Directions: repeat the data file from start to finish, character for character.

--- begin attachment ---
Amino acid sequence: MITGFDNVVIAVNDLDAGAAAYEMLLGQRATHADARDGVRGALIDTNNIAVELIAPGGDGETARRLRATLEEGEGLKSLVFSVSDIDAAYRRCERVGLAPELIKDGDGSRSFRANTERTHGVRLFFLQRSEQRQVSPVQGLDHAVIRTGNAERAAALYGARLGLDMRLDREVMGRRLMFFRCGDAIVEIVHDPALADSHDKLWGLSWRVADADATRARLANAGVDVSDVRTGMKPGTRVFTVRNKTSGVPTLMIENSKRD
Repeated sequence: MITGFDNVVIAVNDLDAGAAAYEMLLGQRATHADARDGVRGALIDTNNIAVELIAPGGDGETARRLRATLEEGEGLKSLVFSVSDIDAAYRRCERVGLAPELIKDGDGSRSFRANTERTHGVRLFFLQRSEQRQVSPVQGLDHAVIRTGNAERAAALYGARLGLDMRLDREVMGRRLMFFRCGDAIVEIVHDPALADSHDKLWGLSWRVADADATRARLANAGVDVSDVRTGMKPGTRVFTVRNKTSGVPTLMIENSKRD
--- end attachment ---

Amino acid sequence: MITGFDNVVIAVNDLDAGAAAYEMLLGQRATHADARDGVRGALIDTNNIAVELIAPGGDGETARRLRATLEEGEGLKSLVFSVSDIDAAYRRCERVGLAPELIKDGDGSRSFRANTERTHGVRLFFLQRSEQRQVSPVQGLDHAVIRTGNAERAAALYGARLGLDMRLDREVMGRRLMFFRCGDAIVEIVHDPALADSHDKLWGLSWRVADADATRARLANAGVDVSDVRTGMKPGTRVFTVRNKTSGVPTLMIENSKRD
Repeated sequence: MITGFDNVVIAVNDLDAGAAAYEMLLGQRATHADARDGVRGALIDTNNIAVELIAPGGDGETARRLRATLEEGEGLKSLVFSVSDIDAAYRRCERVGLAPELIKDGDGSRSFRANTERTHGVRLFFLQRSEQRQVSPVQGLDHAVIRTGNAERAAALYGARLGLDMRLDREVMGRRLMFFRCGDAIVEIVHDPALADSHDKLWGLSWRVADADATRARLANAGVDVSDVRTGMKPGTRVFTVRNKTSGVPTLMIENSKRD